The typhoidal Salmonellae were controlled in cities in North America and Europe in the late 19th and early 20th century by development of centralized water treatment systems. In the early 21st century, large urban centers where drinking water routinely mixes with human feces have the highest burden of typhoid fever. Although improving municipal drinking water quality is the most robust approach to reduce enteric fever burden, the high costs and managerial capacity that such systems require and decreasing per capita water availability requires new approaches to reach the highest risk communities. The spread of antimicrobial resistance threatens to increase the burden of enteric fever much sooner than the extension of safe reliable water service delivery can be implemented. Thus, vaccination is an important interim measure.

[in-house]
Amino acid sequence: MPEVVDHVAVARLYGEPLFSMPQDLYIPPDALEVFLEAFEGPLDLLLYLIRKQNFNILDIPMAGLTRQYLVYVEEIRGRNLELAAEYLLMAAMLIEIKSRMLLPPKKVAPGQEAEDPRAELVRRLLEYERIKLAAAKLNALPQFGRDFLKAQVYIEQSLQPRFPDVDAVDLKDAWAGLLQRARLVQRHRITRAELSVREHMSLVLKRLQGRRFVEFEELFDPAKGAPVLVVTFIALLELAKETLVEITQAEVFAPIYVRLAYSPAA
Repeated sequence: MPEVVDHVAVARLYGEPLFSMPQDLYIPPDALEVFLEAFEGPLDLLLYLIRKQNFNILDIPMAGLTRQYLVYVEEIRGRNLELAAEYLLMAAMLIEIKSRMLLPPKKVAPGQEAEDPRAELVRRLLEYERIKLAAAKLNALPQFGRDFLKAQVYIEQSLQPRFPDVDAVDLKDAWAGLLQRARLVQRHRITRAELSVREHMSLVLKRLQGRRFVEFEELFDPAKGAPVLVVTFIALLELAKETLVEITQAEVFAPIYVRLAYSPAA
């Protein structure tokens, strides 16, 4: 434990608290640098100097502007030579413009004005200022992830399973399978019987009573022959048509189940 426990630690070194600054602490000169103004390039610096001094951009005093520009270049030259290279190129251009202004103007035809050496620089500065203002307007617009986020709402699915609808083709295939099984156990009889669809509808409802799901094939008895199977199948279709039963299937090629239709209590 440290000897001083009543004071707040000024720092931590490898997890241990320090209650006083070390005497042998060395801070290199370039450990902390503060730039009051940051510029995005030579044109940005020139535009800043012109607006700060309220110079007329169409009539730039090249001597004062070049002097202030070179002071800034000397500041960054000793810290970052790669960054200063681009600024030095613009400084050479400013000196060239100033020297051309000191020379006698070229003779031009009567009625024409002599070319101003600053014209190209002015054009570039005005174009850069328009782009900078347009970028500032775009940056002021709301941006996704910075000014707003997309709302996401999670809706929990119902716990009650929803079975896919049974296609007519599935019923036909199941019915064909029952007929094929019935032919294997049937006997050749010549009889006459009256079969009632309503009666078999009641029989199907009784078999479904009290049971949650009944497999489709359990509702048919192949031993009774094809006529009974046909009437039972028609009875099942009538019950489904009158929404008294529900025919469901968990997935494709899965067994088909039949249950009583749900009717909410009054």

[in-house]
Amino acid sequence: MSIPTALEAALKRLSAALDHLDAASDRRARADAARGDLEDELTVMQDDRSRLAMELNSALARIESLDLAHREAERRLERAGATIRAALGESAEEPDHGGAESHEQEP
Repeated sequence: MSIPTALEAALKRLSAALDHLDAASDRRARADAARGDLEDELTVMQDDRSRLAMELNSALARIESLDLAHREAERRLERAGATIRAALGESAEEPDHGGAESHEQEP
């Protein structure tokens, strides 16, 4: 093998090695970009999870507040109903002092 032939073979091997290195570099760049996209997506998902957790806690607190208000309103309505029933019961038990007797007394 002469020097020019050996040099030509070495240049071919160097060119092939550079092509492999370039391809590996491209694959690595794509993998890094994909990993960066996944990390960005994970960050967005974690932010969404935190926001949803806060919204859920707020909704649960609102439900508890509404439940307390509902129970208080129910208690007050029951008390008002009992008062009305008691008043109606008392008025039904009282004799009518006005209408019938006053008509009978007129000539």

Click here to view the article, published in Journal of Infectious Diseases.